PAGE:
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Warren Falcon

Rookie - 239 Points (04/23/52 - xxxx / Spartanburg, South Carolina, USA)

What Bells & Sex Have To Do With Each Other, A Mythic Rendering From Ancient Texts & Dreams, circa 1981


'The bells, I say, the bells outbreak their towers...
- Hart Crane, from 'The Broken Tower'


For Marianne Annur


...I will tell you of Fatima.

She is the bell,
The tintinabulum,
The veil and the will.

Then take me to her.
You can have the tapestry of streets,
The bowls of tint.

Shade the surface black
And she will emerge
The river,
The bead upon the throat,
The bread swelling,
Lifting up,

The Fertile Crescent...

1

Between the breasts and
Most of the moving parts
While she crossed the threshold
She was quite badly torn

Fatima had clusters
Mounted solidly of bronze

She said it hurt terribly

2

Fatima opened her dark eyes

...If they were with the tide
From top to lip...

She escorted me to an inner room
Where was an intricate carillon music
It is the inevitable accompaniment
She said pointing below
Come in here, my little eye
I did where she remembered, ululating
With plump cushions where it rotates
Of the tintinabulum
A change of waist
Iron or steel bars
To the edge of the lip

At the advent
I nibbled salted melon seeds
For this is the Lailet el Henna

3

In the towers are the reproducers

Within the clean bronze
Their walls were stood
Ready to receive her
And later became all
Of the intricate trills

She pushed her way through
The pivot points
A deep lactation
In the most ravishing shades

Simulate the Pleiades
The rich magenta

Running water is much the best
Whether she wept as she then drew out
Watering the date gardens

She stepped over warm spurting blood

You should have heard her cry
'Ya Ali' and her loud hell-hella

4

A sheep was slaughtered

The physical vibrating movements
For anything tinkling
On the palms and the fingernails
At the point of clapper impact

And on the pillow
She drew out
For the rhythmic accompaniment
And then put it while it was hot
Up inside

A folded piece of bread

5

What did she vow at the Saint's tomb?

6

The Henna Night was celebrated

Metal was added to the lip
Placenta and puella runs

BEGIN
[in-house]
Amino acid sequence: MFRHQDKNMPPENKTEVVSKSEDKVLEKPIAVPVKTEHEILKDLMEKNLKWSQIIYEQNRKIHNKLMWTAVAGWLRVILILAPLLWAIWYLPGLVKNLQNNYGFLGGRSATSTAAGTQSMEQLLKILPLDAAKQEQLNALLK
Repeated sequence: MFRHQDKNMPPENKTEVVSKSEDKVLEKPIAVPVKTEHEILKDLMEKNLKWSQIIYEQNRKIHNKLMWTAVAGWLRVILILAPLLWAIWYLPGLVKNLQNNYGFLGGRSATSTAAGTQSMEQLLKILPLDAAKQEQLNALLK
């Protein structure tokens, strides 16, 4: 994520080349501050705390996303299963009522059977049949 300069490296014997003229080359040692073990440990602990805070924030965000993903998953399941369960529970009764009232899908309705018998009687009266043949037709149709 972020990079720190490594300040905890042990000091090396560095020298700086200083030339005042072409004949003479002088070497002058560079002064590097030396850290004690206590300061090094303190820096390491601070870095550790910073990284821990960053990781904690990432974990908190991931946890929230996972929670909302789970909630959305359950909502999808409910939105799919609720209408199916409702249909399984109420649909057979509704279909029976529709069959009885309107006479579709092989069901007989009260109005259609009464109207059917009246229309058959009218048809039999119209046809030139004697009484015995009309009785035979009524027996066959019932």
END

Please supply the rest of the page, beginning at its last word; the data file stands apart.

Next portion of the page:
And full harmony that are familiar to lovers

Before Fatima's face
A knife had been placed
Between the upper and
Lower big sprigs of myrtle

The waist almost became
Through the flattening of the crown
Similarly beautiful
And took out of the outside skin
Alone in thousands of towers
Between legs
A tiny triangle where several seams met
Variations in the walls thickness
When the bride's hands were hennaed
Had very slow pains
Prayers were said while the metal was
Poured into the molds
An opaque black veil over
The bells of Nimrud

This thickening of the lip
Straight and pot like
To the chanting
Gave it rhythm and balance

7

Fatima was propped up on pillows
On her big bed
She had a large round silver box
Heavily embossed
The shape of the bell
The same thickness
A push button that rings arpeggios

Carelessly she pulled out
Before I went into
...Joining in refrains...
Into the modern bell
Recast it for tuning again
Thick and ornamented with gold
Paint and Flowers
As it unfolded her pains
Hell-hella
Delicately through the dark and silent
Just as the rope that swings
Scarely noticed

8

Did you have a hard time of it, Fatima?

9

The large brass bedstead

Lighted candles

Their walls were
All primitive forms
Although she put on the veil
A delight to the senses

10

Mohammad came
As fast as the
Vibrating bars that
Generate blows
I kept on my ornaments
I rubbed her abdomen with a knife
Tore in two a flap of bread
Pink gauze curtains

Wheat and salt were scattered
None has been found
Fatima had donned the veil

Iron, steel, gold
Silver, zinc and lead
Which is formed by the squaring